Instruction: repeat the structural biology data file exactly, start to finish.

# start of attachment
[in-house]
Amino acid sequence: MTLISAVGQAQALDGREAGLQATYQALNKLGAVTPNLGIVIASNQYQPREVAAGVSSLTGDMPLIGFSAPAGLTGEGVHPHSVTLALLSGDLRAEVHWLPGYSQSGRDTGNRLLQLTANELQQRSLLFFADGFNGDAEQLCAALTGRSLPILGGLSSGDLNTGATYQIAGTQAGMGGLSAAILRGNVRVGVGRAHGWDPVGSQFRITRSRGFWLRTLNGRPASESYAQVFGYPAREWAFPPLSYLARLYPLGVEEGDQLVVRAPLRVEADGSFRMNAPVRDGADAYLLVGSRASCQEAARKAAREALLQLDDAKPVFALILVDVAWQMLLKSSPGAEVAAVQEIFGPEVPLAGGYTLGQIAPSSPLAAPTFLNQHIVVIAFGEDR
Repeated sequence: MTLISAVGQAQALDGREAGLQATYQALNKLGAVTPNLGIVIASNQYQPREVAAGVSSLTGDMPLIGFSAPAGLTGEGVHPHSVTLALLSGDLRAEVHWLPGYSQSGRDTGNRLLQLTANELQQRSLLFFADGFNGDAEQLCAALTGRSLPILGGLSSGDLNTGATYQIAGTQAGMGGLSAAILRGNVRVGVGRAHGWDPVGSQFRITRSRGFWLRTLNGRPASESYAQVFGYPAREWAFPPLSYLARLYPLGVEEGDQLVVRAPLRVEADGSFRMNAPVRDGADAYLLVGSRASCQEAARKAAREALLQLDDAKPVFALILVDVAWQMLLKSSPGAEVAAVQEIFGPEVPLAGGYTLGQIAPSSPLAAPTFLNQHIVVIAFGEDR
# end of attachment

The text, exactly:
[in-house]
Amino acid sequence: MTLISAVGQAQALDGREAGLQATYQALNKLGAVTPNLGIVIASNQYQPREVAAGVSSLTGDMPLIGFSAPAGLTGEGVHPHSVTLALLSGDLRAEVHWLPGYSQSGRDTGNRLLQLTANELQQRSLLFFADGFNGDAEQLCAALTGRSLPILGGLSSGDLNTGATYQIAGTQAGMGGLSAAILRGNVRVGVGRAHGWDPVGSQFRITRSRGFWLRTLNGRPASESYAQVFGYPAREWAFPPLSYLARLYPLGVEEGDQLVVRAPLRVEADGSFRMNAPVRDGADAYLLVGSRASCQEAARKAAREALLQLDDAKPVFALILVDVAWQMLLKSSPGAEVAAVQEIFGPEVPLAGGYTLGQIAPSSPLAAPTFLNQHIVVIAFGEDR
Repeated sequence: MTLISAVGQAQALDGREAGLQATYQALNKLGAVTPNLGIVIASNQYQPREVAAGVSSLTGDMPLIGFSAPAGLTGEGVHPHSVTLALLSGDLRAEVHWLPGYSQSGRDTGNRLLQLTANELQQRSLLFFADGFNGDAEQLCAALTGRSLPILGGLSSGDLNTGATYQIAGTQAGMGGLSAAILRGNVRVGVGRAHGWDPVGSQFRITRSRGFWLRTLNGRPASESYAQVFGYPAREWAFPPLSYLARLYPLGVEEGDQLVVRAPLRVEADGSFRMNAPVRDGADAYLLVGSRASCQEAARKAAREALLQLDDAKPVFALILVDVAWQMLLKSSPGAEVAAVQEIFGPEVPLAGGYTLGQIAPSSPLAAPTFLNQHIVVIAFGEDR